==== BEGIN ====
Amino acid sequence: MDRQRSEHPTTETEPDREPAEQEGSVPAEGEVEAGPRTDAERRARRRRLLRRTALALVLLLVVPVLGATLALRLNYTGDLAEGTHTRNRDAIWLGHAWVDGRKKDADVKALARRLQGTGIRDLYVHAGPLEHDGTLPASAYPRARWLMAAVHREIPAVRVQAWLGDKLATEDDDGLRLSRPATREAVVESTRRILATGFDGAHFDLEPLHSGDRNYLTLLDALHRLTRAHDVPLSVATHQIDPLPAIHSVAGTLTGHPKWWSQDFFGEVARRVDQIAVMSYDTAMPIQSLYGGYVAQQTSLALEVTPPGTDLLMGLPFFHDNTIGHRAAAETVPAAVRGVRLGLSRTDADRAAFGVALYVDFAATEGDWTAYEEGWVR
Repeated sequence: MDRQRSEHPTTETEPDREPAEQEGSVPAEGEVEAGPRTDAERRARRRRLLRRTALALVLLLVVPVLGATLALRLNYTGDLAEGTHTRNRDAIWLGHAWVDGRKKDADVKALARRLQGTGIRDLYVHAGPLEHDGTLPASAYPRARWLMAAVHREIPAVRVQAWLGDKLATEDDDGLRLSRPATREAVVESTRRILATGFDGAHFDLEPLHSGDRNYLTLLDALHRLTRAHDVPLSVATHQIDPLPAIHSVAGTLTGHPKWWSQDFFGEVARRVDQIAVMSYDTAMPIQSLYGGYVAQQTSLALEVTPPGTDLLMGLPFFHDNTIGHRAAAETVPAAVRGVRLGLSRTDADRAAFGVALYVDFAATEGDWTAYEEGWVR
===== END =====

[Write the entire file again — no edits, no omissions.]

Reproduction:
Amino acid sequence: MDRQRSEHPTTETEPDREPAEQEGSVPAEGEVEAGPRTDAERRARRRRLLRRTALALVLLLVVPVLGATLALRLNYTGDLAEGTHTRNRDAIWLGHAWVDGRKKDADVKALARRLQGTGIRDLYVHAGPLEHDGTLPASAYPRARWLMAAVHREIPAVRVQAWLGDKLATEDDDGLRLSRPATREAVVESTRRILATGFDGAHFDLEPLHSGDRNYLTLLDALHRLTRAHDVPLSVATHQIDPLPAIHSVAGTLTGHPKWWSQDFFGEVARRVDQIAVMSYDTAMPIQSLYGGYVAQQTSLALEVTPPGTDLLMGLPFFHDNTIGHRAAAETVPAAVRGVRLGLSRTDADRAAFGVALYVDFAATEGDWTAYEEGWVR
Repeated sequence: MDRQRSEHPTTETEPDREPAEQEGSVPAEGEVEAGPRTDAERRARRRRLLRRTALALVLLLVVPVLGATLALRLNYTGDLAEGTHTRNRDAIWLGHAWVDGRKKDADVKALARRLQGTGIRDLYVHAGPLEHDGTLPASAYPRARWLMAAVHREIPAVRVQAWLGDKLATEDDDGLRLSRPATREAVVESTRRILATGFDGAHFDLEPLHSGDRNYLTLLDALHRLTRAHDVPLSVATHQIDPLPAIHSVAGTLTGHPKWWSQDFFGEVARRVDQIAVMSYDTAMPIQSLYGGYVAQQTSLALEVTPPGTDLLMGLPFFHDNTIGHRAAAETVPAAVRGVRLGLSRTDADRAAFGVALYVDFAATEGDWTAYEEGWVR